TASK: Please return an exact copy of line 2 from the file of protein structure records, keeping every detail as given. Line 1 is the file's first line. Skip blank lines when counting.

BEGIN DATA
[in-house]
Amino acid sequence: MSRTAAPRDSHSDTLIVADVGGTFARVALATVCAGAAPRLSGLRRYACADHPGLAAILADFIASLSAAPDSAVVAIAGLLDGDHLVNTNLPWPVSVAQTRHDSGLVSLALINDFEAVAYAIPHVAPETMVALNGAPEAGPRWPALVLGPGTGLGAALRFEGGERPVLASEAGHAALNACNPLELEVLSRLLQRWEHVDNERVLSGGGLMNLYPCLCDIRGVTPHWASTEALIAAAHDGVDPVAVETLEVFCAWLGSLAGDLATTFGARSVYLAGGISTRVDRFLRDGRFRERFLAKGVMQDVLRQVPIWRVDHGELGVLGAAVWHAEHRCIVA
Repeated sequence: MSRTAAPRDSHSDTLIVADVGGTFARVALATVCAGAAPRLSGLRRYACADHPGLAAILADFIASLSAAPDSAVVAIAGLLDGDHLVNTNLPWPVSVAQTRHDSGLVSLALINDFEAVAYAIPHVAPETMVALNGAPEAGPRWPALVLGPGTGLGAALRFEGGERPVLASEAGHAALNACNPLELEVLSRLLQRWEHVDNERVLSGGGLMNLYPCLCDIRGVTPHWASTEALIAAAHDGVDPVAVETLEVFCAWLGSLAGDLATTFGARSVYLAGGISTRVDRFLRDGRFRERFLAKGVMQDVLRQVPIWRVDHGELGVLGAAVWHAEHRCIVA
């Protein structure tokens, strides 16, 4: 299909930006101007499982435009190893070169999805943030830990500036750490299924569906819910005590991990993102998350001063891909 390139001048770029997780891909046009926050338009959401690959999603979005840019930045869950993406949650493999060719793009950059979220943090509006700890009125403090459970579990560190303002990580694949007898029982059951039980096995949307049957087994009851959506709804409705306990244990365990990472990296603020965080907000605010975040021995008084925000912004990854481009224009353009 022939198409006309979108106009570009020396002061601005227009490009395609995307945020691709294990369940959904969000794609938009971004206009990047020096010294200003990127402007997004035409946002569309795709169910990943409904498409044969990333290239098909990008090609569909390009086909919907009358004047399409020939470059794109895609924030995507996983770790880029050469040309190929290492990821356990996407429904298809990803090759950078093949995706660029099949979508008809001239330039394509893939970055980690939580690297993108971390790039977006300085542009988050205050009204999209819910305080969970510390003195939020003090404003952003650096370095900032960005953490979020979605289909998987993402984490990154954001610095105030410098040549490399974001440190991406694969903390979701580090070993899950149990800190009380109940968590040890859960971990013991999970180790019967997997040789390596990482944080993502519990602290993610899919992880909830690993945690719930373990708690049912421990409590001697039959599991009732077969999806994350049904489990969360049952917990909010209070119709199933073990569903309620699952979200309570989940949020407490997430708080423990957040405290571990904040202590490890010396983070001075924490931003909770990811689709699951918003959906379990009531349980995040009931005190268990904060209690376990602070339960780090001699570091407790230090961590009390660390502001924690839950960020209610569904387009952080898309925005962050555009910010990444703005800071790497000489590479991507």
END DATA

Amino acid sequence: MSRTAAPRDSHSDTLIVADVGGTFARVALATVCAGAAPRLSGLRRYACADHPGLAAILADFIASLSAAPDSAVVAIAGLLDGDHLVNTNLPWPVSVAQTRHDSGLVSLALINDFEAVAYAIPHVAPETMVALNGAPEAGPRWPALVLGPGTGLGAALRFEGGERPVLASEAGHAALNACNPLELEVLSRLLQRWEHVDNERVLSGGGLMNLYPCLCDIRGVTPHWASTEALIAAAHDGVDPVAVETLEVFCAWLGSLAGDLATTFGARSVYLAGGISTRVDRFLRDGRFRERFLAKGVMQDVLRQVPIWRVDHGELGVLGAAVWHAEHRCIVA